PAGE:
Date of Conferral



Doctor of Social Work (DSW)


Social Work


Yvonne Chase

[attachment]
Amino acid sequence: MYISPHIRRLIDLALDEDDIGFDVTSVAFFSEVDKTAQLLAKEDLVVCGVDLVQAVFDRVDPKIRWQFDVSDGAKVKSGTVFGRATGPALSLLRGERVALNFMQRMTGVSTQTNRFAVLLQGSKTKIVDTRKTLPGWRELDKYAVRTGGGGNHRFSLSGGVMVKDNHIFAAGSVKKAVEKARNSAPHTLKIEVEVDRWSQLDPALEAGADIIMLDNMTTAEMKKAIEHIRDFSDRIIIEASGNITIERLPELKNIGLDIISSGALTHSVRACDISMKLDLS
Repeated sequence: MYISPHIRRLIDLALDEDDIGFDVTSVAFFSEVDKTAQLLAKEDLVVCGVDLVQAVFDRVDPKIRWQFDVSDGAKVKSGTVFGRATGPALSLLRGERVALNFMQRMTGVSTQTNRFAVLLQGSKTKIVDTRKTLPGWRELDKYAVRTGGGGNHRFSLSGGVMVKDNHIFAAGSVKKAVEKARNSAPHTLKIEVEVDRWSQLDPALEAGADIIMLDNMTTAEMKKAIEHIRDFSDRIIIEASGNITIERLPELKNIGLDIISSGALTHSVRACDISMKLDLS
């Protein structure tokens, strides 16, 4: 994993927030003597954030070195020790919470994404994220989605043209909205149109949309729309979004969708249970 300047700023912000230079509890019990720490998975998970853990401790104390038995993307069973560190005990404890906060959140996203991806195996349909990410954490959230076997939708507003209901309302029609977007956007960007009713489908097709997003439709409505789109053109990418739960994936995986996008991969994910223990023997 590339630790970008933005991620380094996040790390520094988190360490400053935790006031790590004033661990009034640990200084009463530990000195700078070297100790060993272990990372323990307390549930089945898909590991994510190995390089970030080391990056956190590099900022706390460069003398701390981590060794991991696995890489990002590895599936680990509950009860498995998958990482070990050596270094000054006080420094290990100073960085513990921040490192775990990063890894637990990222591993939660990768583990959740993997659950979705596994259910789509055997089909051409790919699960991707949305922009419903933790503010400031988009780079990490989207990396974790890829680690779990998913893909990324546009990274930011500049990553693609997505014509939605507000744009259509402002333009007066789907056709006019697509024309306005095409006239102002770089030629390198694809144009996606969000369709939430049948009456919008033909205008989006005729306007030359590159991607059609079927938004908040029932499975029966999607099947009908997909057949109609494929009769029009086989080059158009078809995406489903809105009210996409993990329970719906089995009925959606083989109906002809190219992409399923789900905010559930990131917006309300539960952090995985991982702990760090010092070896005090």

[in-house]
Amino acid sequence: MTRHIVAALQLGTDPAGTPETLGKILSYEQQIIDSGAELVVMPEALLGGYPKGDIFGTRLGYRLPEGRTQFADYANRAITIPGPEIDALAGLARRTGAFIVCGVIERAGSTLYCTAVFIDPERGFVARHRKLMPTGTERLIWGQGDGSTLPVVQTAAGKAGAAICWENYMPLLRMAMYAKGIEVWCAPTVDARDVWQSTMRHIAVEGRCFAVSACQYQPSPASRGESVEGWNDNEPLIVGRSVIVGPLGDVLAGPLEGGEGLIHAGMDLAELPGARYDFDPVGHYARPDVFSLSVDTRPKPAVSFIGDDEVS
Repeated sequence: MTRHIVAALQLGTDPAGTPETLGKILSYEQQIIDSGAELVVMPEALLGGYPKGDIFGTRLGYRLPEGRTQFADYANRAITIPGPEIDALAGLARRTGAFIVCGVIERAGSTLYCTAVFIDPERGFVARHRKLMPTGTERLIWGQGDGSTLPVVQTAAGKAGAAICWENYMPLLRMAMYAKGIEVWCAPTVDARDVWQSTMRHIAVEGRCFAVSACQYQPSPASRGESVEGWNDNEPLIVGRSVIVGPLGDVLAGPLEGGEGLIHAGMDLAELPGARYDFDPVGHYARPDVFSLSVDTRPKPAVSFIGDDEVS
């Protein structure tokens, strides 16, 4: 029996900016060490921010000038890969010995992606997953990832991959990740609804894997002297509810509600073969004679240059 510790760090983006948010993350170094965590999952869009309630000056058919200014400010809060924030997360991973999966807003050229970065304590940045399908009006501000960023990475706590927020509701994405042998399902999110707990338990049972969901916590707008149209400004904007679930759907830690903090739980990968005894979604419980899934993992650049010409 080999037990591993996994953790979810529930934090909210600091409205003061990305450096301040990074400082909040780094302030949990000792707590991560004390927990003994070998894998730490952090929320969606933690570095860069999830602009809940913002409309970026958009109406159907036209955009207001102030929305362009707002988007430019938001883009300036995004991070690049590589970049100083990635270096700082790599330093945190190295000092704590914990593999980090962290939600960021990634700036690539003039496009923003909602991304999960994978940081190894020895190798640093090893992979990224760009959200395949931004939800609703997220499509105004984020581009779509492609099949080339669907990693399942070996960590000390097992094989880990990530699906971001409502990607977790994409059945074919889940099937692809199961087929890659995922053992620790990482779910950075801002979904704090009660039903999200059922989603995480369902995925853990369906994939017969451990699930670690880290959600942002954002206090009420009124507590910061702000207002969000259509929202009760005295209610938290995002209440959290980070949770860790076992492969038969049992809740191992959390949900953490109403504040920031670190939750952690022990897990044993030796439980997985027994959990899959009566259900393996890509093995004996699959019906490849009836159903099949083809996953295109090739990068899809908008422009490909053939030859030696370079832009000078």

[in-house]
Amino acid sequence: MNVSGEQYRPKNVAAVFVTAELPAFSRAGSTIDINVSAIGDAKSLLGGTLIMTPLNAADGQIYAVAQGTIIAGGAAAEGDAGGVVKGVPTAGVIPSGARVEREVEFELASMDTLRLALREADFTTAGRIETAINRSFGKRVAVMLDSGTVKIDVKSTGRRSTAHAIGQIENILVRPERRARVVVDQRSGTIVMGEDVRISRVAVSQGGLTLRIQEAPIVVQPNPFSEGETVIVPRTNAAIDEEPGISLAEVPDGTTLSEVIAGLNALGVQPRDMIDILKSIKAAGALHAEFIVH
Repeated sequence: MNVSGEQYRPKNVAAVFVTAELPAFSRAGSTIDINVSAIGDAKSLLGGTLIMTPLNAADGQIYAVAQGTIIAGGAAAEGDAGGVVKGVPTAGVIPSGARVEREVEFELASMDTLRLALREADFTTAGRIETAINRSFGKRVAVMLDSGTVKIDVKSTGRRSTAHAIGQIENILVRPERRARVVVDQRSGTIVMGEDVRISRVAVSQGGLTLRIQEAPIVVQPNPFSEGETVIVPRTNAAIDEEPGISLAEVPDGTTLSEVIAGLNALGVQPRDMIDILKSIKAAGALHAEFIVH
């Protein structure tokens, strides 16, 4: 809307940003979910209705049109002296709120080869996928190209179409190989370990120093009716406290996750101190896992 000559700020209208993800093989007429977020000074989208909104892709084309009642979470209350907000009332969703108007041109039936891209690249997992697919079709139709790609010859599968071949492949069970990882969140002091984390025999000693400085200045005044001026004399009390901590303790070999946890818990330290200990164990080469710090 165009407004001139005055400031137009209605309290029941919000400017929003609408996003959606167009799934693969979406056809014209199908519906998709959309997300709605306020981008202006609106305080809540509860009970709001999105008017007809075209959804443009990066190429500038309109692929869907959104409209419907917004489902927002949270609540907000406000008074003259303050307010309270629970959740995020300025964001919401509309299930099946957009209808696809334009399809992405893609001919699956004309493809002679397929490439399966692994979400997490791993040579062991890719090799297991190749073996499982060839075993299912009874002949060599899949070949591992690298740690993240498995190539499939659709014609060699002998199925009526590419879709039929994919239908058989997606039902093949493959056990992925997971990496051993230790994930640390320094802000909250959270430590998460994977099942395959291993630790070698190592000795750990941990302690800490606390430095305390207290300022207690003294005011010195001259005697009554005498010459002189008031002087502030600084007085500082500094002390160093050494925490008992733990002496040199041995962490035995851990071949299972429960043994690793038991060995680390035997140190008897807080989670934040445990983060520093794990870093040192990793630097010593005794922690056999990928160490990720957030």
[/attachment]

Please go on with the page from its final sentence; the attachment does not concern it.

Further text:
Family dynamics have experienced an immense transformation in the last 4 decades. Children are less likely to live in a 2-parent household with parents that are both biologically related to them due to various factors. Blended families (especially the children) face many adversities during the initial stages of formation and rarely receive specialized intervention when compared to nuclear families. The purpose of this basic qualitative study was to understand the long-term biopsychosocial effects experienced by young adults who lived in a blended family household. In addition, what services or interventions were offered to newly established blended family systems were also explored in this study. Family systems theory was used as the theoretical framework to assist in understanding that families are interconnected, a change in 1 aspect of the family can impact all members, and families can form healthy bonds when they obtain homeostasis. Purposive and snowball sampling were used to recruit 9 participants who were individually interviewed by phone for about 15–20 minutes using a semistructured interview format. Data were transcribed, coded, and arranged by themes to understand how the experience of living in a blended family impacted these young adults in their present lives. The results from the study indicated that families were not offered professional interventions during the initial formation of their family structure due to various barriers. Furthermore, young adults are guarded about intimate relationships and prefer not to have children or are choosing to have children later in life. The results imply a need for specialized interventions to meet the needs of blended families at all systemic levels.